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Wednesday, 23 July 2014

Monsieur Pain - Roberto Bolano (translated by Chris Andrews)

As readers of translated fiction would testify, it’s pretty hard to have a Spanish Literature Month without the name Roberto Bolano featuring heavily. Of course, after the critical success of “The Savage Detectives” and “2666” his other works now litter the shelves of bookstores as they make their way through the translators hands and into English.
A quick, however surreal, read is the 134 page “Monsieur Pain” originally written in 1981 or 1982 according to the “preliminary note” by Bolano, and it’s fate “has been haphazard and erratic”. And what better setting than Paris in the 1930’s to set a surrealist novel?

Our “hero” is Pierre Pain, a first person narrator who fought in World War One but is now the recipient of a pension due to his lung damage during the war. Pain is a proponent of mesmerism, the practice where the natural magnetic force exerted by animals is used as an alternative medicine and healing. Pierre Pain is asked by a female friend to treat Cesar Vallejo, a Peruvian poet (in Paris), who is dying of hiccups, in a hospital with spiral staircases and camouflaged doorways. Two shady Spaniards are tailing Pain, but why? They eventually drop him a note asking him to meet them.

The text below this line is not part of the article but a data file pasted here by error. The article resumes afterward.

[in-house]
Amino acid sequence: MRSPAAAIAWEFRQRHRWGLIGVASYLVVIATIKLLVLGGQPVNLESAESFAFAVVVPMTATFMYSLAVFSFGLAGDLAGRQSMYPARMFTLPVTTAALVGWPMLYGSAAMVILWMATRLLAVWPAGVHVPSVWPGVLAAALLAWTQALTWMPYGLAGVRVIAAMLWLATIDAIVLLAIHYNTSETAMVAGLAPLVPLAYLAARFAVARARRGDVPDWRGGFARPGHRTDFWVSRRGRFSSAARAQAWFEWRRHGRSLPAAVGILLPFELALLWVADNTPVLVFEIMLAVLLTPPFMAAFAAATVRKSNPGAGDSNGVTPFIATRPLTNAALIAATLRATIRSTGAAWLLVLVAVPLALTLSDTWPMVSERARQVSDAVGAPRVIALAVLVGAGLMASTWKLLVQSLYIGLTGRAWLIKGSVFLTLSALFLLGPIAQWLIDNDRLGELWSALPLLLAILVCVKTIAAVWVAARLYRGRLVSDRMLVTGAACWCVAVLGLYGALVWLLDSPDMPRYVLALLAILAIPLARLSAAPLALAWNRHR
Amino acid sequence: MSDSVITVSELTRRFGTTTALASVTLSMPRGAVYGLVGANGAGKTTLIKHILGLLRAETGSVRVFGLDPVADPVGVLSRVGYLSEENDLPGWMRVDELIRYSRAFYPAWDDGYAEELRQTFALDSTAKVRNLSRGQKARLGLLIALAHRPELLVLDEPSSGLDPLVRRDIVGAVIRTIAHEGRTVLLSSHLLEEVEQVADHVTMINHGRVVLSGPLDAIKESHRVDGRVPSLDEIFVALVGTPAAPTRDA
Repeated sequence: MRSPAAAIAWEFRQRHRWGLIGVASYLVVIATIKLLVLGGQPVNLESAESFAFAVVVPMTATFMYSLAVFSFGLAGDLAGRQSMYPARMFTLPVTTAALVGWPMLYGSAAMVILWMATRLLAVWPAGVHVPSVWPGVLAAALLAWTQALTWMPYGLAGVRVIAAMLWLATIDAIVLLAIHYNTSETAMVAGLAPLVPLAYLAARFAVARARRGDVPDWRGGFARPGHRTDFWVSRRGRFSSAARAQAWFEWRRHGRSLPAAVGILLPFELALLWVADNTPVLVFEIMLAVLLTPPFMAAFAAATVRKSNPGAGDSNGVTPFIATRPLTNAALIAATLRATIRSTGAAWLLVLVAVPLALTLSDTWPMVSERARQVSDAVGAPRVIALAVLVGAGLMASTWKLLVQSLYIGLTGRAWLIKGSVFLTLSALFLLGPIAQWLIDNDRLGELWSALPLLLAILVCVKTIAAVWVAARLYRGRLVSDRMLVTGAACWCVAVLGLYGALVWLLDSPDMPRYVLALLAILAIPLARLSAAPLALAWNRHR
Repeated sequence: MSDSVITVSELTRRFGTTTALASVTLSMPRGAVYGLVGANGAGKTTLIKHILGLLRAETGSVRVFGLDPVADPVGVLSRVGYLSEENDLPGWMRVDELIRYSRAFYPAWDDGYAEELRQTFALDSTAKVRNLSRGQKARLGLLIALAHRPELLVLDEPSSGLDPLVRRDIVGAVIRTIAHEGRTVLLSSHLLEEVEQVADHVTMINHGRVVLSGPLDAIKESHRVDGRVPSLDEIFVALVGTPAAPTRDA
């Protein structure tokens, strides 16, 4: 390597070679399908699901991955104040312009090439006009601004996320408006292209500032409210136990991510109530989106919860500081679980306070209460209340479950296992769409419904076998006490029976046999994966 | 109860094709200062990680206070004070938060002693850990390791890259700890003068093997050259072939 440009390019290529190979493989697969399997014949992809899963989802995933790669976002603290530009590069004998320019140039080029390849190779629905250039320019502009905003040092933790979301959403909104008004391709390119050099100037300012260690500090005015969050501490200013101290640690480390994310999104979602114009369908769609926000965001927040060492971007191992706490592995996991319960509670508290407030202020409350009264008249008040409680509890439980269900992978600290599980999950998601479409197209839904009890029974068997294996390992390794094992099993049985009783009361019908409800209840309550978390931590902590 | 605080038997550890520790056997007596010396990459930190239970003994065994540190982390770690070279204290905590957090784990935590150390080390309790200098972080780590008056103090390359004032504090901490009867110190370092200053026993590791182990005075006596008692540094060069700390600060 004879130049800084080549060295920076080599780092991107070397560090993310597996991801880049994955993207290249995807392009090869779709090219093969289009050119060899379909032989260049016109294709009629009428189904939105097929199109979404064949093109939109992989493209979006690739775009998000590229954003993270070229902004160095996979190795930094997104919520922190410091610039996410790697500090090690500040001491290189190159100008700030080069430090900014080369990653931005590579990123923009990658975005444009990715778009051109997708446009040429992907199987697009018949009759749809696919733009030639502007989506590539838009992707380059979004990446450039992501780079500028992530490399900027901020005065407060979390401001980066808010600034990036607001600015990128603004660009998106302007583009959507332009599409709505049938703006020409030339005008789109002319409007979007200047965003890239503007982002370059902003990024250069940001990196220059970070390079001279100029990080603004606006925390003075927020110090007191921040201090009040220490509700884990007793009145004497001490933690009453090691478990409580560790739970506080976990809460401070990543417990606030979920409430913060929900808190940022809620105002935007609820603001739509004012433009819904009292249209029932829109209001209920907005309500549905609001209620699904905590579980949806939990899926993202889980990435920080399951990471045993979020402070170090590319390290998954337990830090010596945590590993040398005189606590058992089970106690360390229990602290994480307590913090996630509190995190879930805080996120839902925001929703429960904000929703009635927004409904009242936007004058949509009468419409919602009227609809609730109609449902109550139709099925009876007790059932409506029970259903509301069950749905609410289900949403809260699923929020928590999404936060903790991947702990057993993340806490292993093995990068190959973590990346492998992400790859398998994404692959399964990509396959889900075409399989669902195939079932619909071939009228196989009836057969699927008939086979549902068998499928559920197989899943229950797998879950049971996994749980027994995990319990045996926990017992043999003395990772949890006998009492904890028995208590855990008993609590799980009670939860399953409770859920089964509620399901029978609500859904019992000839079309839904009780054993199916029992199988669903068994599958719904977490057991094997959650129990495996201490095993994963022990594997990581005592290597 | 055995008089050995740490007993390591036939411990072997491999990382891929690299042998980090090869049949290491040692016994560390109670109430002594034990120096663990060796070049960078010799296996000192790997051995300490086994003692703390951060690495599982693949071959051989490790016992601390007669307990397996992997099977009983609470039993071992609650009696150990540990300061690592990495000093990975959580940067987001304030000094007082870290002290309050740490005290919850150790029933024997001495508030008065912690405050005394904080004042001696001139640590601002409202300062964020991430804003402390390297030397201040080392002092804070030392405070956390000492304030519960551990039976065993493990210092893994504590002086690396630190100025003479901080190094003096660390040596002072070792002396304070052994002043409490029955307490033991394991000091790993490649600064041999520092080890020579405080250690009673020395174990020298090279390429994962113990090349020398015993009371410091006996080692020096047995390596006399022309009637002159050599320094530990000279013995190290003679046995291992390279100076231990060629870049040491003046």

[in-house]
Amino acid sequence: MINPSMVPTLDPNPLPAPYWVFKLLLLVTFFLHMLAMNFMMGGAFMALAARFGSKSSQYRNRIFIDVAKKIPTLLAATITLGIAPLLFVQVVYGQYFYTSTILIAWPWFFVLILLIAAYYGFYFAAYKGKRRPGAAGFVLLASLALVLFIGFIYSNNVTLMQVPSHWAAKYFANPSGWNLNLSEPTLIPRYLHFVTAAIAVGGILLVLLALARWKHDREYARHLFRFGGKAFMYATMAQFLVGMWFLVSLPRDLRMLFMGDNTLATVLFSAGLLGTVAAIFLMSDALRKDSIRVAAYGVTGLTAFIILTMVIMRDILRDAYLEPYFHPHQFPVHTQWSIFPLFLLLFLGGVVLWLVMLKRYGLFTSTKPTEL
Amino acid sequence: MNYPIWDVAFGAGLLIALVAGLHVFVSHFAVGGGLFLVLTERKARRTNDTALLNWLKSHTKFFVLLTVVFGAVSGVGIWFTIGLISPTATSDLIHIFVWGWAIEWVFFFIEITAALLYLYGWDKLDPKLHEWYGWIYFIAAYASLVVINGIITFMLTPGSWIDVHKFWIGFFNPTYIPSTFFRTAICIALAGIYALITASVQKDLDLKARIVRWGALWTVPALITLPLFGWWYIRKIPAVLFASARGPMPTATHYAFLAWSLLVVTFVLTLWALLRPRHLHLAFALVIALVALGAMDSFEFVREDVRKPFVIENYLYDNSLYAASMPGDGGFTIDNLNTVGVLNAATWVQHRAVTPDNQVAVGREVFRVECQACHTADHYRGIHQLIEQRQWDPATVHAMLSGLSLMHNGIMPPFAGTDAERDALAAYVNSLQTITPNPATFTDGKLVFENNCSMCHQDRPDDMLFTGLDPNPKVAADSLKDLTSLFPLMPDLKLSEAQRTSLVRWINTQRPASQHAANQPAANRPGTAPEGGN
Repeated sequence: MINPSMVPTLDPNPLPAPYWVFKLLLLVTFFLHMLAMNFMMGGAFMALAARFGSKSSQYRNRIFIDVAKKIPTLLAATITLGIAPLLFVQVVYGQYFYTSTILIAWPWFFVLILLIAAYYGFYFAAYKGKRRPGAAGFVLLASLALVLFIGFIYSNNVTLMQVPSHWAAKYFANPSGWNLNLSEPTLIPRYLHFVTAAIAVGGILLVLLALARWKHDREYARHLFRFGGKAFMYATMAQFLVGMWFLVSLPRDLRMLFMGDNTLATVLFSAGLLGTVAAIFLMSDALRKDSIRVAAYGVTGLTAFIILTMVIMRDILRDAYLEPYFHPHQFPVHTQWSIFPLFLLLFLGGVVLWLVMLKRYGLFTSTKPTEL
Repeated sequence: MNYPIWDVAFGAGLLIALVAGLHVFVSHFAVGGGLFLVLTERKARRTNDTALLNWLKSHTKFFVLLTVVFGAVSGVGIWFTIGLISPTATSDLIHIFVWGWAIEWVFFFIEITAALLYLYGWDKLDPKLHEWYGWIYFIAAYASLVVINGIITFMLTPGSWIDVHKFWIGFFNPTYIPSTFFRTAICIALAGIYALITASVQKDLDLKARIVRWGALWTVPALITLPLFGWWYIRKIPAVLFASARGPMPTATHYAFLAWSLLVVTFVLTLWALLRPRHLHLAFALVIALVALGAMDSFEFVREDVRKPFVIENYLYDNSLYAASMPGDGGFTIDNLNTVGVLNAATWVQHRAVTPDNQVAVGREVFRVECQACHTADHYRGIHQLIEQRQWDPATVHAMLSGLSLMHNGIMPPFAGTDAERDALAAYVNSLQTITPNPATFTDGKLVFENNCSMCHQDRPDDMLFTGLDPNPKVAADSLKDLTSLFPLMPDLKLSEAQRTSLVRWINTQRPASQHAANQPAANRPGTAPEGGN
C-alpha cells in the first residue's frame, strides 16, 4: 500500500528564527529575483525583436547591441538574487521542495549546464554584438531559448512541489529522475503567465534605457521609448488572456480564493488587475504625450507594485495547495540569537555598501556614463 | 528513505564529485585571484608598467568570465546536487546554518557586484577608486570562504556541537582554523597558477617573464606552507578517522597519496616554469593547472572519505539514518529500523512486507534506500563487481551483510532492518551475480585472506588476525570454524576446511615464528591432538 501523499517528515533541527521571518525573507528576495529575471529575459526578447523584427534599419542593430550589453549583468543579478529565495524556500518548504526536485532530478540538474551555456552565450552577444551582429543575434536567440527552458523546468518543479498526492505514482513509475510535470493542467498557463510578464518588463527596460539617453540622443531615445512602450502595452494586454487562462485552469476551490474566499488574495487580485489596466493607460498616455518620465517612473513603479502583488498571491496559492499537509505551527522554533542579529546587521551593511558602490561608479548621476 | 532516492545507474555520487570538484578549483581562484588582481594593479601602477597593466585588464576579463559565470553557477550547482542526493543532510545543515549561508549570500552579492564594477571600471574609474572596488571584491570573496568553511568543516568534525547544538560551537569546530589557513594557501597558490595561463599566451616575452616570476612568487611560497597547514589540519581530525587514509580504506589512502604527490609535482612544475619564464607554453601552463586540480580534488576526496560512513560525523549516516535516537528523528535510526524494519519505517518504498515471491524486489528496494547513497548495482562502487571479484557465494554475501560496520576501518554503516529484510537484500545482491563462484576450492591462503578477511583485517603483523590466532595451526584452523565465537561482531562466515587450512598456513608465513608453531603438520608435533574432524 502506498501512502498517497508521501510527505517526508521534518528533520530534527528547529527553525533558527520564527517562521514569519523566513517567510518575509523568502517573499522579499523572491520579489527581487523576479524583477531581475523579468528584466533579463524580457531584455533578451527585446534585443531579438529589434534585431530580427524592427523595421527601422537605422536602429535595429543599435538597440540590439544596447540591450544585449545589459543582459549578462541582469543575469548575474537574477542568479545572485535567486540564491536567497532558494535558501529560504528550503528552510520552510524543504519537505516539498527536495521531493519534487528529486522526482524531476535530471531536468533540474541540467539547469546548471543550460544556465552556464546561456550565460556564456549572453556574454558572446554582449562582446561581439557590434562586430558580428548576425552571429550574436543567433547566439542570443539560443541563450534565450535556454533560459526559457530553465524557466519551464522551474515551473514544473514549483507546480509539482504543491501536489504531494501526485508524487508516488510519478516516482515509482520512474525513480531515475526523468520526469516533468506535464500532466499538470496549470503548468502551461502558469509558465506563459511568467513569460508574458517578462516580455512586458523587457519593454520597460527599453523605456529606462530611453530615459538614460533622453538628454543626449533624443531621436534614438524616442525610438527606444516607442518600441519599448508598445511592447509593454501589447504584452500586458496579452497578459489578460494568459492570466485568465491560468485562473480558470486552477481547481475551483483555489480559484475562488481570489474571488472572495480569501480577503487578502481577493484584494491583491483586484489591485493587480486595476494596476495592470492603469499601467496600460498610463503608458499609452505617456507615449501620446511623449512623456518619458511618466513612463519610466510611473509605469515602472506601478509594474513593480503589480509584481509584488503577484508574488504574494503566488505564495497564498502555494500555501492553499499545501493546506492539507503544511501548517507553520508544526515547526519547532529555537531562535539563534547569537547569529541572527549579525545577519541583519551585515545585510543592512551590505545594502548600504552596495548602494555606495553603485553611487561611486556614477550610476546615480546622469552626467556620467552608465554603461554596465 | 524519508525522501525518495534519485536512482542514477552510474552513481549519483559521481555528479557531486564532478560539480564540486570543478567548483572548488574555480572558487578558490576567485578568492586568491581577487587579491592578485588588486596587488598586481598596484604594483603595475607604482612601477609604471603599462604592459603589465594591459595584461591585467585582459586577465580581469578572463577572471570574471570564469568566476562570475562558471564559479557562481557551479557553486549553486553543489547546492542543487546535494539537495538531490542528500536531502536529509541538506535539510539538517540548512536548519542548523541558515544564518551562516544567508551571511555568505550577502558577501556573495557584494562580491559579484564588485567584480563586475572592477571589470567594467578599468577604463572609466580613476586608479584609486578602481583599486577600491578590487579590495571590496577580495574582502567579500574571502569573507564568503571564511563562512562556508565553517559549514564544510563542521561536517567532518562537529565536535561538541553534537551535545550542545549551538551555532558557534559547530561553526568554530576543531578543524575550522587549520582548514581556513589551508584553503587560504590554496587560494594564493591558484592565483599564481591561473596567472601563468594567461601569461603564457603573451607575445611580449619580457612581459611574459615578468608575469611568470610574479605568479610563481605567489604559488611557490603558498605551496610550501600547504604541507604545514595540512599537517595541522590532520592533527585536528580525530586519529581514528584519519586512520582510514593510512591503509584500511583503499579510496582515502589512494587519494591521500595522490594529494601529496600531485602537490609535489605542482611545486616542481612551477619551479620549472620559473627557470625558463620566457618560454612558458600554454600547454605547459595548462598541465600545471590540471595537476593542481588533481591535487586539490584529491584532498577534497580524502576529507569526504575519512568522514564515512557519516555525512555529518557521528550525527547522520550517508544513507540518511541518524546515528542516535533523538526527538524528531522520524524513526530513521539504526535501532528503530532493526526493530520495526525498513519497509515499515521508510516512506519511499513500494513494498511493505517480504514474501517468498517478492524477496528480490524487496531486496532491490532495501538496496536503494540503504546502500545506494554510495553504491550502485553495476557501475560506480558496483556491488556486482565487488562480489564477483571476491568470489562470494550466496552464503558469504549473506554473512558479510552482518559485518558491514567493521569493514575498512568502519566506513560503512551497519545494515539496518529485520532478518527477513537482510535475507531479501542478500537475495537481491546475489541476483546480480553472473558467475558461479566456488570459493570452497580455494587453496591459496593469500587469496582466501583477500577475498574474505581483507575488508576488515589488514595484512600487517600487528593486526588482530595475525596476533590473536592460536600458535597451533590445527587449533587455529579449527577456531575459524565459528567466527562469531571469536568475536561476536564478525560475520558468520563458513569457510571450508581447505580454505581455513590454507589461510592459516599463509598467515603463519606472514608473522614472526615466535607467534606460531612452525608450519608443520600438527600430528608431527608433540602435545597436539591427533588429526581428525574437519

At precisely ten o’clock at night, having taken my leave of Madame Reynaud at the entrance to a metro station, I arrived at the Cafe Victor, on Boulevard Saint Michel. My name was written in the headwaiter’s notebook, and I was guided without delay to one of the private rooms where the Spaniards awaited me. Although the restaurant’s lighting was in no way deficient or abnormal, I had the impression, on stepping inside, that I was entering a dark movie theatre after the beginning of the show, preceded by the waiter, who for the occasion had been transformed into an usher guiding me to my seat. The bat, I thought. The path that links the man who serves and the man who sees in the dark.

As a shady noir thriller feel envelopes the novel, we learn that Pain is to be paid to not treat the Peruvian poet? But why?

“Perhaps it’s because I’m drunk, but the night smells of something strange.”